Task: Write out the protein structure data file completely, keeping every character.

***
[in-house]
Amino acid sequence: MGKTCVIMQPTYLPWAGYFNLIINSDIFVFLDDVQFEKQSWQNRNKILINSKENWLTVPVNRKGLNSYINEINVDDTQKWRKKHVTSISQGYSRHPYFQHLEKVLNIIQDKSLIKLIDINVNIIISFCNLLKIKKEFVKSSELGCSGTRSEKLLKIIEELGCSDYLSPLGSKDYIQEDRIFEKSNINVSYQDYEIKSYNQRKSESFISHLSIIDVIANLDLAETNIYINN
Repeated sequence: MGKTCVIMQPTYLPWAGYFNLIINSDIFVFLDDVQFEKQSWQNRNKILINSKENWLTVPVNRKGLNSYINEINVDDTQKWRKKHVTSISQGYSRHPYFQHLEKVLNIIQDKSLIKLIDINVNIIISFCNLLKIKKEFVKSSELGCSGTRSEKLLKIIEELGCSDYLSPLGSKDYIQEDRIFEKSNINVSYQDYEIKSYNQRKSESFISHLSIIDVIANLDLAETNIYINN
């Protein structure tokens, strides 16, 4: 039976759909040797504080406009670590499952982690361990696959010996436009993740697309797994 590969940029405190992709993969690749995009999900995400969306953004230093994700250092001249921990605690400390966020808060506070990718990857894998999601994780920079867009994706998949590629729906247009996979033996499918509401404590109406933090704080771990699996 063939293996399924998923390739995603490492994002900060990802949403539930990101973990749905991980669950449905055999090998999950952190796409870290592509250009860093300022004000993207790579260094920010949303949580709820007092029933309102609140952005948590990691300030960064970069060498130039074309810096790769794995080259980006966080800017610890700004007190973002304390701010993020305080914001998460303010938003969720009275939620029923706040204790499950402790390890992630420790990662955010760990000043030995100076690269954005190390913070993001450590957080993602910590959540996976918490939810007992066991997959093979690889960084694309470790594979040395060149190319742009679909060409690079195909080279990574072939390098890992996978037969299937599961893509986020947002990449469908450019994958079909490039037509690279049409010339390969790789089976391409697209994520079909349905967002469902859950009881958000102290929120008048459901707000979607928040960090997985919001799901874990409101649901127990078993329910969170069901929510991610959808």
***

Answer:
[in-house]
Amino acid sequence: MGKTCVIMQPTYLPWAGYFNLIINSDIFVFLDDVQFEKQSWQNRNKILINSKENWLTVPVNRKGLNSYINEINVDDTQKWRKKHVTSISQGYSRHPYFQHLEKVLNIIQDKSLIKLIDINVNIIISFCNLLKIKKEFVKSSELGCSGTRSEKLLKIIEELGCSDYLSPLGSKDYIQEDRIFEKSNINVSYQDYEIKSYNQRKSESFISHLSIIDVIANLDLAETNIYINN
Repeated sequence: MGKTCVIMQPTYLPWAGYFNLIINSDIFVFLDDVQFEKQSWQNRNKILINSKENWLTVPVNRKGLNSYINEINVDDTQKWRKKHVTSISQGYSRHPYFQHLEKVLNIIQDKSLIKLIDINVNIIISFCNLLKIKKEFVKSSELGCSGTRSEKLLKIIEELGCSDYLSPLGSKDYIQEDRIFEKSNINVSYQDYEIKSYNQRKSESFISHLSIIDVIANLDLAETNIYINN
């Protein structure tokens, strides 16, 4: 039976759909040797504080406009670590499952982690361990696959010996436009993740697309797994 590969940029405190992709993969690749995009999900995400969306953004230093994700250092001249921990605690400390966020808060506070990718990857894998999601994780920079867009994706998949590629729906247009996979033996499918509401404590109406933090704080771990699996 063939293996399924998923390739995603490492994002900060990802949403539930990101973990749905991980669950449905055999090998999950952190796409870290592509250009860093300022004000993207790579260094920010949303949580709820007092029933309102609140952005948590990691300030960064970069060498130039074309810096790769794995080259980006966080800017610890700004007190973002304390701010993020305080914001998460303010938003969720009275939620029923706040204790499950402790390890992630420790990662955010760990000043030995100076690269954005190390913070993001450590957080993602910590959540996976918490939810007992066991997959093979690889960084694309470790594979040395060149190319742009679909060409690079195909080279990574072939390098890992996978037969299937599961893509986020947002990449469908450019994958079909490039037509690279049409010339390969790789089976391409697209994520079909349905967002469902859950009881958000102290929120008048459901707000979607928040960090997985919001799901874990409101649901127990078993329910969170069901929510991610959808």